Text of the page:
Mexico is a country of rich culinary history, with food making up an important part of its culture and traditions.
Its cuisine reflects not just the diverse landscape and the countless crops produced there, but its links to cultures which span back thousands of years.
Authentic Mexican food is believed to have originated from the Mayan Indians, nomadic hunters whose diets mainly included wild game, tropical fruits and beans.
Salsa made from an early kind of tomato was first sold in Aztec market places, as were avocados and cashews, while enchiladas have also been linked to the Aztecs.
Cocoa was also highly prized in the Aztec Empire, where it was used by the upper classes to make a thick chocolate drink, as well as being used as a currency.
There is archaeological evidence that chilli peppers were in use since 5000 BC, but in the 1300s chillies found their way into staple diets, along with honey and salt.
Meanwhile, the Spanish invasion of 1521 saw the introduction of dairy products, garlic, wheat and livestock such as sheep, pigs and cows - as well the start of Mexican crops such as coca, tomatoes and chillies making their way to Europe.
Over the centuries cuisines including Caribbean, South American, French, West African and Portuguese have all had their influence on Mexican cooking, but it is one of the country’s oldest crops - corn - which has continued to shape Mexican diets.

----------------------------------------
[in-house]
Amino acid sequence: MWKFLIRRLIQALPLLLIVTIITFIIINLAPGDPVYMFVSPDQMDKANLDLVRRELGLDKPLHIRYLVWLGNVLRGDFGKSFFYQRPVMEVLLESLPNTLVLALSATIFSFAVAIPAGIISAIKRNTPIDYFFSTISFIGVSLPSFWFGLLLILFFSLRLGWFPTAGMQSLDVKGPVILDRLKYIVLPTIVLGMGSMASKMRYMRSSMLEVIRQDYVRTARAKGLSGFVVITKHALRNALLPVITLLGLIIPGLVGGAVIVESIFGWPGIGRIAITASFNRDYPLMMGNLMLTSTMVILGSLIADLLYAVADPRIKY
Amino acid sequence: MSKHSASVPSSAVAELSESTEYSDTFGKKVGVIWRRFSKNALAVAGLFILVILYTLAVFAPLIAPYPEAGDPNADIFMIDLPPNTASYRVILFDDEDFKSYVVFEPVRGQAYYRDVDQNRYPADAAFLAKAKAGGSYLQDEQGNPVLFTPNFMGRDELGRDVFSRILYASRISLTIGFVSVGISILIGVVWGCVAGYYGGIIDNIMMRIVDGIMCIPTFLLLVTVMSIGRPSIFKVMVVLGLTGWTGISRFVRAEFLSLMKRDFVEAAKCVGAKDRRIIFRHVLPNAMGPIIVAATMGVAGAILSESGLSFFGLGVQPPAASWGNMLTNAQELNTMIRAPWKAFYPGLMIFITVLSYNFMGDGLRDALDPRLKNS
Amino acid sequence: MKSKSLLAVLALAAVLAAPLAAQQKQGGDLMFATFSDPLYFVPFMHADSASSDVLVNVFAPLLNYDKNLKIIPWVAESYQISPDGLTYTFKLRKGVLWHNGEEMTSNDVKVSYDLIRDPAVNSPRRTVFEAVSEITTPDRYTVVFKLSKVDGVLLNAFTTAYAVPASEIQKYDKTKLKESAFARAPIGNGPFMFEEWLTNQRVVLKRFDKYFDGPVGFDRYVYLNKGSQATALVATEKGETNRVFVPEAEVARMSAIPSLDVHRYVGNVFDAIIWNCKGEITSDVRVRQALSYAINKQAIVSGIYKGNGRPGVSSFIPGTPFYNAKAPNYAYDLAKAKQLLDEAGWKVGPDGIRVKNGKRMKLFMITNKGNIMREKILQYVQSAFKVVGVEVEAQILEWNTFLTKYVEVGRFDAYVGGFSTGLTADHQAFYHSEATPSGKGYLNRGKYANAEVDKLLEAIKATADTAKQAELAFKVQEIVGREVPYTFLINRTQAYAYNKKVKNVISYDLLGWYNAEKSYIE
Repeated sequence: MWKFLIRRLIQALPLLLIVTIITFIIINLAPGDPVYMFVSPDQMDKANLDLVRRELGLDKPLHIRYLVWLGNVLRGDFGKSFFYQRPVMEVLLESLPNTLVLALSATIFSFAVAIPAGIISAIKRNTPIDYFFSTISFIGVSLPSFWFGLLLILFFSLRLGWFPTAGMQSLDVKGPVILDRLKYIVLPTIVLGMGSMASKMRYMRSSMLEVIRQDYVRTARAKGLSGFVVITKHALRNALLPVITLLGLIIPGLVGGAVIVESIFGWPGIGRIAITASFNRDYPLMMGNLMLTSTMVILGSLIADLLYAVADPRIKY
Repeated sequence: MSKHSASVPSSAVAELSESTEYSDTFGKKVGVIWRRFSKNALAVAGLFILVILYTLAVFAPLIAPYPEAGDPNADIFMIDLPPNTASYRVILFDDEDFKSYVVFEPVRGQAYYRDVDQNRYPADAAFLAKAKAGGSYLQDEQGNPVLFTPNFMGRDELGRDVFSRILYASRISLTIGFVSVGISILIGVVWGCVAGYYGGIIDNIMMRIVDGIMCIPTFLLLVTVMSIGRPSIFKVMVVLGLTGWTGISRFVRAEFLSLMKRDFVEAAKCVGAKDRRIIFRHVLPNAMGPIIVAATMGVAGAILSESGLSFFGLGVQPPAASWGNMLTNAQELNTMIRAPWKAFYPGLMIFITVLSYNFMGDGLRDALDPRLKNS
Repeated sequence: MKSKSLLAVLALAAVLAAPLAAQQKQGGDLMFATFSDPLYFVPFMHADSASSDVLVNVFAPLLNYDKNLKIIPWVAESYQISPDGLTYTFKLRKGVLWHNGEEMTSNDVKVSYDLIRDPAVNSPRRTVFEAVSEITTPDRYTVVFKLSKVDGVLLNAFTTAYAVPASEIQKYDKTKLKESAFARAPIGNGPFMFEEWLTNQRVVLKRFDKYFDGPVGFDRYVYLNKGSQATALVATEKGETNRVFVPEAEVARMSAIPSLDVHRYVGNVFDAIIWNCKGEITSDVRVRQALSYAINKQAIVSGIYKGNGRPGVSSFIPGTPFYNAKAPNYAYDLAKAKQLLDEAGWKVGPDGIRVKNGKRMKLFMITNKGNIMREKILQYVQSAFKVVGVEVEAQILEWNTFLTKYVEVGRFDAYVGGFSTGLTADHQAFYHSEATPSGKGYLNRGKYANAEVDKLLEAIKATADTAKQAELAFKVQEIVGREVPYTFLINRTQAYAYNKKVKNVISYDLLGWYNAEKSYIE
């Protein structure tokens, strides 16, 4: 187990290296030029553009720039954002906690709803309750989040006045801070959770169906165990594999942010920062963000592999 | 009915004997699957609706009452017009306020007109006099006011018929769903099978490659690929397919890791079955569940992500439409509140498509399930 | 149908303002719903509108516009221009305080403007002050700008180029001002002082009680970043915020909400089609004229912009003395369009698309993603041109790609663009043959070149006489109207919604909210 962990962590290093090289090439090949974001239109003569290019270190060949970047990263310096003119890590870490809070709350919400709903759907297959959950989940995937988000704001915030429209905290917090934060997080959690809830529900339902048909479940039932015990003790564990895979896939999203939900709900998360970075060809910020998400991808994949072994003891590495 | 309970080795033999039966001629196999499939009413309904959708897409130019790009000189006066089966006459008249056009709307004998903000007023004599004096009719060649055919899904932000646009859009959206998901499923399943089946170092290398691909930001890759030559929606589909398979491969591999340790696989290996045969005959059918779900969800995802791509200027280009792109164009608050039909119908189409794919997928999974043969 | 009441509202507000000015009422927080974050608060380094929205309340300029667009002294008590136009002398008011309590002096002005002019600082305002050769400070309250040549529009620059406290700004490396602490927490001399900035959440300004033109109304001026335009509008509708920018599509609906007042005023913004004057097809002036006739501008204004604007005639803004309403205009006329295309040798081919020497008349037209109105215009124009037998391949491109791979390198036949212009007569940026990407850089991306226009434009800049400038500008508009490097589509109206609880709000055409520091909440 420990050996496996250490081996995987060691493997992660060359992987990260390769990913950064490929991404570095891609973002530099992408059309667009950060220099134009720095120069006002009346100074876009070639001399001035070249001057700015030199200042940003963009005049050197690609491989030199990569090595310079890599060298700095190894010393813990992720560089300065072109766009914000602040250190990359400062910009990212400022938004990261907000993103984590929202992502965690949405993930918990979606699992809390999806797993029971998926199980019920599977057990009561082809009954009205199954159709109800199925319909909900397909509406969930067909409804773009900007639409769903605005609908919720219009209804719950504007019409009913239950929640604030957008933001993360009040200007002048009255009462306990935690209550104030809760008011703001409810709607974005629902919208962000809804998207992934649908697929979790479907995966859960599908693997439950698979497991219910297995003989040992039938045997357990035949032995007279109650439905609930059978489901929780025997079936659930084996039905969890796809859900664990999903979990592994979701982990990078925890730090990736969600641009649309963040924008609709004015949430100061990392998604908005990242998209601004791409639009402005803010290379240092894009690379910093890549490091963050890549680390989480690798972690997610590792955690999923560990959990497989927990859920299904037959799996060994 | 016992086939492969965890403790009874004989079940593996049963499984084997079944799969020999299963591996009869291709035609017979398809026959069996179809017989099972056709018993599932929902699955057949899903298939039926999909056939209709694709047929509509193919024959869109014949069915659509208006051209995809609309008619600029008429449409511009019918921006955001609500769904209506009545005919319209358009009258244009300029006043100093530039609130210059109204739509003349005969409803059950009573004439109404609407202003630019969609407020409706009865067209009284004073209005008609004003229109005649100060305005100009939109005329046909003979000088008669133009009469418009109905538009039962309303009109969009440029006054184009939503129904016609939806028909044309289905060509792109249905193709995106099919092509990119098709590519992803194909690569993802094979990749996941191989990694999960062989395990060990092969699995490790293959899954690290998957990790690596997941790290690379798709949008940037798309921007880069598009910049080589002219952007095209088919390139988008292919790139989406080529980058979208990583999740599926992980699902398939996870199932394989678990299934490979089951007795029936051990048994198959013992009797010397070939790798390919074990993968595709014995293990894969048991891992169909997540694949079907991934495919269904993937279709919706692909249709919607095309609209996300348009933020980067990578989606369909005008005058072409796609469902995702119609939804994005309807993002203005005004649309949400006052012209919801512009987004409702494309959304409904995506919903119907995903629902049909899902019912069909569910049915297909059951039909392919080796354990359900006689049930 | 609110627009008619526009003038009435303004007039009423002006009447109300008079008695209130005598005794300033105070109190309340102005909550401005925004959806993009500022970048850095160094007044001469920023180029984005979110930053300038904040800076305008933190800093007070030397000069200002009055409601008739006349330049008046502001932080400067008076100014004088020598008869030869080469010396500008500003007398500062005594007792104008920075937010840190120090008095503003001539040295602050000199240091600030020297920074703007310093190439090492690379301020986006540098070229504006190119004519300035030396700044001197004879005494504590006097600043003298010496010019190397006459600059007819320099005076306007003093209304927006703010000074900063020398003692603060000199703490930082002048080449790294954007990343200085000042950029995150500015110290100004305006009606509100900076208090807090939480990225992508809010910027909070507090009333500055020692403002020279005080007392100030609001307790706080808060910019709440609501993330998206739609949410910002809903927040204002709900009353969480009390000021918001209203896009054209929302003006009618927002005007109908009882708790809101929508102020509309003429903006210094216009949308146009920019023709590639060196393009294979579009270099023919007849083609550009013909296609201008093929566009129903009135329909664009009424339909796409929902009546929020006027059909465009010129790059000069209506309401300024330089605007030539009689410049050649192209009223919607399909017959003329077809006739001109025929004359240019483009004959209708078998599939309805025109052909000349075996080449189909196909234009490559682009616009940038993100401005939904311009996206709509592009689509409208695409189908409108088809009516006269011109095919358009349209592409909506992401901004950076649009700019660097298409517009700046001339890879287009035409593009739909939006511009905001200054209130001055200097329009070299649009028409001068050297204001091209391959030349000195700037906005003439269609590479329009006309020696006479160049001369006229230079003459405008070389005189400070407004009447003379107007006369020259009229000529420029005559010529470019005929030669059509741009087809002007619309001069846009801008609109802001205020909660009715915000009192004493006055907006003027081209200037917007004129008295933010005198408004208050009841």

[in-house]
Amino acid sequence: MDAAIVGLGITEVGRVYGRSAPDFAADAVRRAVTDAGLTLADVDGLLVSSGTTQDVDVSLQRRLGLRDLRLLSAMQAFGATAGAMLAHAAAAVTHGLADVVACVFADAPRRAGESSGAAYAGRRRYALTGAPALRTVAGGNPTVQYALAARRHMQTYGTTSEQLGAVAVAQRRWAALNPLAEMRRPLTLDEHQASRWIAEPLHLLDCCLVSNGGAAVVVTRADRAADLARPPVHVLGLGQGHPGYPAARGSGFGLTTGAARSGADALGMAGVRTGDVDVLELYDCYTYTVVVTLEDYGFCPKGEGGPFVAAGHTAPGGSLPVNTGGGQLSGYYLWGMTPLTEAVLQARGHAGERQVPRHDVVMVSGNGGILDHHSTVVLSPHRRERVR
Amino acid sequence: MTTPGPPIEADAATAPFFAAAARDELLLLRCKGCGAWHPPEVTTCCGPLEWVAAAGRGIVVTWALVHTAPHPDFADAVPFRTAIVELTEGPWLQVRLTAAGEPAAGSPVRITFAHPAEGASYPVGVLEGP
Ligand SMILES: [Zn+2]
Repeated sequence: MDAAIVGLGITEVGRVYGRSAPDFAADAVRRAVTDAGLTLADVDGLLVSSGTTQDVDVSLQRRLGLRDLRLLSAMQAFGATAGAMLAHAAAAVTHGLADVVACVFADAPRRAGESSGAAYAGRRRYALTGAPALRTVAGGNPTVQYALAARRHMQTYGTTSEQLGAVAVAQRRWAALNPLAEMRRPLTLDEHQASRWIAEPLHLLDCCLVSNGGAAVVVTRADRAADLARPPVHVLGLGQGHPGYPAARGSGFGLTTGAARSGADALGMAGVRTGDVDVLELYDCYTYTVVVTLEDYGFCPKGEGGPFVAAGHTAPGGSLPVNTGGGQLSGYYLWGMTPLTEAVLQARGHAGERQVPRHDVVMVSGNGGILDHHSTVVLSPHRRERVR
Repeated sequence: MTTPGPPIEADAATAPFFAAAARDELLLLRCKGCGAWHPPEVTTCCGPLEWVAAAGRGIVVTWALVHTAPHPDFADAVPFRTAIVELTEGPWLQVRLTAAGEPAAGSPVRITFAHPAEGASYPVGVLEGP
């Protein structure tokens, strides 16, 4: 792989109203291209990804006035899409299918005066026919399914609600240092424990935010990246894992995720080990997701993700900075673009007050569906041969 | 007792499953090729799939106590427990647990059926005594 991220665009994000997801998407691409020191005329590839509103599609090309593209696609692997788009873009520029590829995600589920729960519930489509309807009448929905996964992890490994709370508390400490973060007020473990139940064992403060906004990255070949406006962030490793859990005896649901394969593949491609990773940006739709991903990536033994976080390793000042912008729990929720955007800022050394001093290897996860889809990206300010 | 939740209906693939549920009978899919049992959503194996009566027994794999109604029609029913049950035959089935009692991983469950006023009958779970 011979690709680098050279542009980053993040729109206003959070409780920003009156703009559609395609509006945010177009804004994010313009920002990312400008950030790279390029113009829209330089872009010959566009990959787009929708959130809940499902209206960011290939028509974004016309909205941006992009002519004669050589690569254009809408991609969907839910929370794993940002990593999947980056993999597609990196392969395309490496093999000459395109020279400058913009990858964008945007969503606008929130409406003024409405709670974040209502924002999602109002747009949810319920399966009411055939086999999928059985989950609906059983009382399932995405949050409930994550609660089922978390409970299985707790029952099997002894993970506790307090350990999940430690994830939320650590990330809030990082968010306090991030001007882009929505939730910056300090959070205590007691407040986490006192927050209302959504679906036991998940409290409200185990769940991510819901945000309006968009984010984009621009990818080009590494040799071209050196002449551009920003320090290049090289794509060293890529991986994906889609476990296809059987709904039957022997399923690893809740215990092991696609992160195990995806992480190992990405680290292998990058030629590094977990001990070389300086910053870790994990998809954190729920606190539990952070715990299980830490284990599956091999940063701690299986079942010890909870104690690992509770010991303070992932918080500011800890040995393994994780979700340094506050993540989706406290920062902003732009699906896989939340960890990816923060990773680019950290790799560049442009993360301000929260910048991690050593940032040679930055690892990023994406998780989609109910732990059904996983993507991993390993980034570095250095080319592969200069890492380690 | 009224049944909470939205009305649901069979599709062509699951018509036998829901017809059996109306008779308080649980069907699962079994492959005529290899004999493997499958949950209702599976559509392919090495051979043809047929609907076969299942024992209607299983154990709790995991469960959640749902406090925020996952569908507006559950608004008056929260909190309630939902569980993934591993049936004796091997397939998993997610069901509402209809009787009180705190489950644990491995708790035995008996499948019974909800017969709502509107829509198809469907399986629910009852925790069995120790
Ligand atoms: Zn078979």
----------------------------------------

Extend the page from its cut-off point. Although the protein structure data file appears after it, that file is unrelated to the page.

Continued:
Corn is a native crop to Mexico, having first been grown there more than 7000 years ago. Cultivated from a wild grass called teosinte, today there are more than 60 different varieties grown across the country. Its versatility as a crop means that production has steadily increased over the years. Corn is used in more than 4000 products ranging from oil and paint to toothpaste and paper, and its production has risen to more than 25m tonnes to meet demand.
It is the grain’s presence in Mexican food, however, which makes it especially significant to the country. Every day more than 300m corn-made tortillas are eaten by Mexican people, while corn is also a key ingredient in dishes including quesadillas, tacos, tamales, hopes and huaraches.
It is also at the heart of many meals which feature in national events, including the country’s national month in September, which features a celebration of Mexico’s independence.
Throughout the month restaurants prepare special menus which feature typical corn-based foods, as well as other national dishes such as pambazos, which consists of bread stuffed with potatoes and sausage; chillies in walnut sauce; and chicken with mole - a dish which includes cocoa, five types of chillies, tomatoes and spices.
Today Mexico’s diverse food is eaten around the world, with its dishes - and the crops the nation’s farmers produce - continuing to influence menus in other countries and cultures.